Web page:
Australians are increasingly opting out of data sharing with small and medium businesses over privacy concerns, according to research from HP. The reluctance comes as SMBs report data is now “critical” to their success.
Consumer caution may be well warranted with the study also revealing many Australian SMBs are still not adequately prepared for new Notifiable Data Breach laws. More than half do not have policies in place to adequately address a breach.
The findings come from HP’s Australia IT Security Study 2018 which surveyed 528 Australian SMBs across the country with between 10 and 99 employees in the services, production, retail and hospitality, health and education, and distribution industries.
According to the report, in the wake of a series of high-profile data breaches, 46 per cent of Australian SMBs surveyed said that their customers are increasingly opting out of data collection and sharing.
Even business owners themselves were found to be wary, with 67 per cent stating they are uncomfortable with other businesses storing their personal data.
According to HP, this finding is concerning since the study also found access to customer data, such as names, contact details, banking or payment details, and even buying behaviours, is playing an increasingly critical role in the day-to-day business operations and competitiveness of Australia’s two million-plus SMBs.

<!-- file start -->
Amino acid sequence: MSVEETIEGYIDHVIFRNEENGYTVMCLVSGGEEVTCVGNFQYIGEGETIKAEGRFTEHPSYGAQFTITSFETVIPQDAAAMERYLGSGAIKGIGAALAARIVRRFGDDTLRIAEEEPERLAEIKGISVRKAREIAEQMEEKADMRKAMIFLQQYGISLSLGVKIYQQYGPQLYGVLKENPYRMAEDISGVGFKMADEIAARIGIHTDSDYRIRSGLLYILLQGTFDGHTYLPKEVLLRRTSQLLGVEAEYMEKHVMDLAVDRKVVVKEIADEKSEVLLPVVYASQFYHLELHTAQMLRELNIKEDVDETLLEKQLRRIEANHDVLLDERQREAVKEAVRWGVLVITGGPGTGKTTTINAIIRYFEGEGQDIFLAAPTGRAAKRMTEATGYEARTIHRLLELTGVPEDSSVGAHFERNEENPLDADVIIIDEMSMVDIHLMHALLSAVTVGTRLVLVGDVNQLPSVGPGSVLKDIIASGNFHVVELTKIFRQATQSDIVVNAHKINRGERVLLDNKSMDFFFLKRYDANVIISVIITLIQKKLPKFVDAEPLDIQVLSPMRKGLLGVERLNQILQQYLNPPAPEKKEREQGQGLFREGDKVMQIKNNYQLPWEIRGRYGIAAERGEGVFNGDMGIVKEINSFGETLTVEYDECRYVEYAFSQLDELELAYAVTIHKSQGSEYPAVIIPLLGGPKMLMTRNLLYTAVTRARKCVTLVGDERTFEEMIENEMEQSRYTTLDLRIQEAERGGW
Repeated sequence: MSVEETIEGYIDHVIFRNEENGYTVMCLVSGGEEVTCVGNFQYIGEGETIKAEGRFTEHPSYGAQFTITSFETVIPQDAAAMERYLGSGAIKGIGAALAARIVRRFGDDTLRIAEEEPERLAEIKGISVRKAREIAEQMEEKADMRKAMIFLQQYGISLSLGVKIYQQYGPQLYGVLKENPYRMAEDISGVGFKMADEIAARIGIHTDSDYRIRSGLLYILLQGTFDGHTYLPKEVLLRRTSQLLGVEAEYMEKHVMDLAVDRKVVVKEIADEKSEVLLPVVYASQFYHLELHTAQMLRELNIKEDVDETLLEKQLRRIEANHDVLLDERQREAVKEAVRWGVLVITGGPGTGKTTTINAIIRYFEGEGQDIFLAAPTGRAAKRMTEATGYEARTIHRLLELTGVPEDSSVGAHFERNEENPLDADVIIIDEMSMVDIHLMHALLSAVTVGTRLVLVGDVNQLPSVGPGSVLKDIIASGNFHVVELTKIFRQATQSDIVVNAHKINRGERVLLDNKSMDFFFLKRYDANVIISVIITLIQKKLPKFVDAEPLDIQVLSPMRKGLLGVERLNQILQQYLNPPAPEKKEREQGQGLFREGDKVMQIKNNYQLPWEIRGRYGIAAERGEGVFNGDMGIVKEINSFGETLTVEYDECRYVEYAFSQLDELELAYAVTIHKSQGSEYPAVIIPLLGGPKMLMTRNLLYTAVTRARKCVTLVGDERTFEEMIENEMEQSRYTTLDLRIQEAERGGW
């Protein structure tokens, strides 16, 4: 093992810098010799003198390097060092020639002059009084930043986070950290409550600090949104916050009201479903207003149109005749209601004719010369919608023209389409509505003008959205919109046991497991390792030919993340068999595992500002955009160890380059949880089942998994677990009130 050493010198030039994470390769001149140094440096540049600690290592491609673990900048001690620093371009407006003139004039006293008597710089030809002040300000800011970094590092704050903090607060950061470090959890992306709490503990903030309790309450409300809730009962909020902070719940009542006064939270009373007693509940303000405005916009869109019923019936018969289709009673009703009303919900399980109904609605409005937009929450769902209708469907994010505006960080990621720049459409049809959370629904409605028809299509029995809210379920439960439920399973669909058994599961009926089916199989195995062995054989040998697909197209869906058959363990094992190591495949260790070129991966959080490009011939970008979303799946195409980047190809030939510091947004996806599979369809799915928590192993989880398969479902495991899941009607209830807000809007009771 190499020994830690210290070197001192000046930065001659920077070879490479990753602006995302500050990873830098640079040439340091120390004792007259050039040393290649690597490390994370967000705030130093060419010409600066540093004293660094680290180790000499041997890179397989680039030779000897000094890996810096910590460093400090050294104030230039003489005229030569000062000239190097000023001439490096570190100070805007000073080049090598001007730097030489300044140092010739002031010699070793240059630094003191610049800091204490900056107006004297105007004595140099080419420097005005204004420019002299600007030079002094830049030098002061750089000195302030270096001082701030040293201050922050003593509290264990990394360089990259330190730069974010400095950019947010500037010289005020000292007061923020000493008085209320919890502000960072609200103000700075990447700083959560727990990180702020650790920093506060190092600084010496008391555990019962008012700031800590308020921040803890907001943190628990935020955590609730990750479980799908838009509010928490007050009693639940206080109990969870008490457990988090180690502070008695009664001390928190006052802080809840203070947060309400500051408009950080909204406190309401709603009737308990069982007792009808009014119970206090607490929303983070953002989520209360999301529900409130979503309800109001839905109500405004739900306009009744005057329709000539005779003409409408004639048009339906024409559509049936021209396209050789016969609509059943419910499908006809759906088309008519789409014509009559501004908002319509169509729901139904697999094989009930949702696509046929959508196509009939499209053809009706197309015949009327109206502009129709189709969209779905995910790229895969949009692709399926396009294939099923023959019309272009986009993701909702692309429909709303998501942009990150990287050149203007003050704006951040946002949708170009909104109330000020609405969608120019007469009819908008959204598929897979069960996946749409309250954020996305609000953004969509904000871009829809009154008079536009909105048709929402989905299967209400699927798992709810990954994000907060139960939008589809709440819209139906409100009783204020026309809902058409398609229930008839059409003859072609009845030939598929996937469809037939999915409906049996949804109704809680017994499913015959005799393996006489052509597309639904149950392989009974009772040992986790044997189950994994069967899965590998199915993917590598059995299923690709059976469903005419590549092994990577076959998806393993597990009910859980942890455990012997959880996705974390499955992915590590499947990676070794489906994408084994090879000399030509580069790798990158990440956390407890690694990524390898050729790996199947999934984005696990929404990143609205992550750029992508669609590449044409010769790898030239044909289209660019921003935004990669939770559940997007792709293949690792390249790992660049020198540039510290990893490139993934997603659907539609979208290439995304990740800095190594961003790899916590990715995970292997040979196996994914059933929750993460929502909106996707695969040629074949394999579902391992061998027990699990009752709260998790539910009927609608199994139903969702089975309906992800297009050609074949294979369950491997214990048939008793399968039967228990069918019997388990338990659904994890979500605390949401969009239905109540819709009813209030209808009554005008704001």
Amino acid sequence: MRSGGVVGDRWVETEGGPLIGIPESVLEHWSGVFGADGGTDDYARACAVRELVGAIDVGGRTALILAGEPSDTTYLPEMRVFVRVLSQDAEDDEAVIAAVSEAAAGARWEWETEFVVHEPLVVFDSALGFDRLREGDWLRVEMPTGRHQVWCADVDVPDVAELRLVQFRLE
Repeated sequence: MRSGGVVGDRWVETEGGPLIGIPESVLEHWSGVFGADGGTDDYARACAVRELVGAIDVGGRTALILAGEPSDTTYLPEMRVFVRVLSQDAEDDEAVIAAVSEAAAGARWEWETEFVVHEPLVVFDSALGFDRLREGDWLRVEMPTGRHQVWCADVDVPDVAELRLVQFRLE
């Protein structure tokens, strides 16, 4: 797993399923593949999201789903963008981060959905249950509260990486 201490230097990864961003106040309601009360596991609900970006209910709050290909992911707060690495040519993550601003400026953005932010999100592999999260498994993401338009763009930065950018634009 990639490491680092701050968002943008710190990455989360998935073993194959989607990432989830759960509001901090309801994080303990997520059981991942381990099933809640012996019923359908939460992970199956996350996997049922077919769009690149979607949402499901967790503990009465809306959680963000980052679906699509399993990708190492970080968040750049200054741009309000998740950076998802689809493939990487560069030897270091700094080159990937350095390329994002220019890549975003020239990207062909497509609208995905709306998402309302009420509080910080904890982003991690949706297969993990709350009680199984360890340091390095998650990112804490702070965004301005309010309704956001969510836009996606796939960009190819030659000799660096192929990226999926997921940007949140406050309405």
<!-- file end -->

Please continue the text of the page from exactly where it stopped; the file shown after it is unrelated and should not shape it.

Half of SMBs surveyed (49 per cent) said access to customers’ personal information is essential to their day-to-day business operations, while 60 per cent said they needed detailed customer information to deliver more personalised customer services and to ultimately grow their business.
Paul Gracey, interim managing director, HP South Pacific, said recent high profile breaches were increasing security awareness.
“In a climate where most Australians have some nervousness around maintaining their privacy, SMBs need to be extra diligent in maintaining their role as trusted custodians of a customer’s most personal information.”
Unaware and underprepared
The HP Australia IT Security Study 2018 found, half a year on from the introduction of Australia’s Notifiable Data Breaches (NDB) scheme, many Australian SMBs are still not adequately prepared. The majority have also not effectively responded to the EU General Data Protection Regulation (GDPR), which came into effect in May 2018.
The study unveiled that close to 1 in 5 (19 per cent) of Australian SMBs had not heard of the NDB scheme, despite having over 18 months to comply, and 1 in 4 (25 per cent) had not heard of the GDPR. What’s more, over half (51 per cent) of SMBs still did not have policies in place to adequately protect their businesses from a data breach in light of these new laws.
Despite these growing data privacy concerns, many Australian SMBs remain unaware of the potential costs involved and the steps they need to take to protect their customers’ information.
The report found that 42 per cent of Australian SMBs surveyed had not completed an IT risk assessment and a further 17 per cent weren’t sure if they had or had not completed an assessment. Of these, over one-in-three cited cost and a lack of knowledge and skills as the greatest barriers to completion.
“The fact that Australian SMBs are strapped for resources and cash isn’t news. What the study did uncover was the extent of this problem: just 39 per cent of SMBs have a dedicated IT security specialist protecting their infrastructure and their customers from a data breach. In over a quarter of cases, business owners themselves are responsible for IT security,” said Gracey.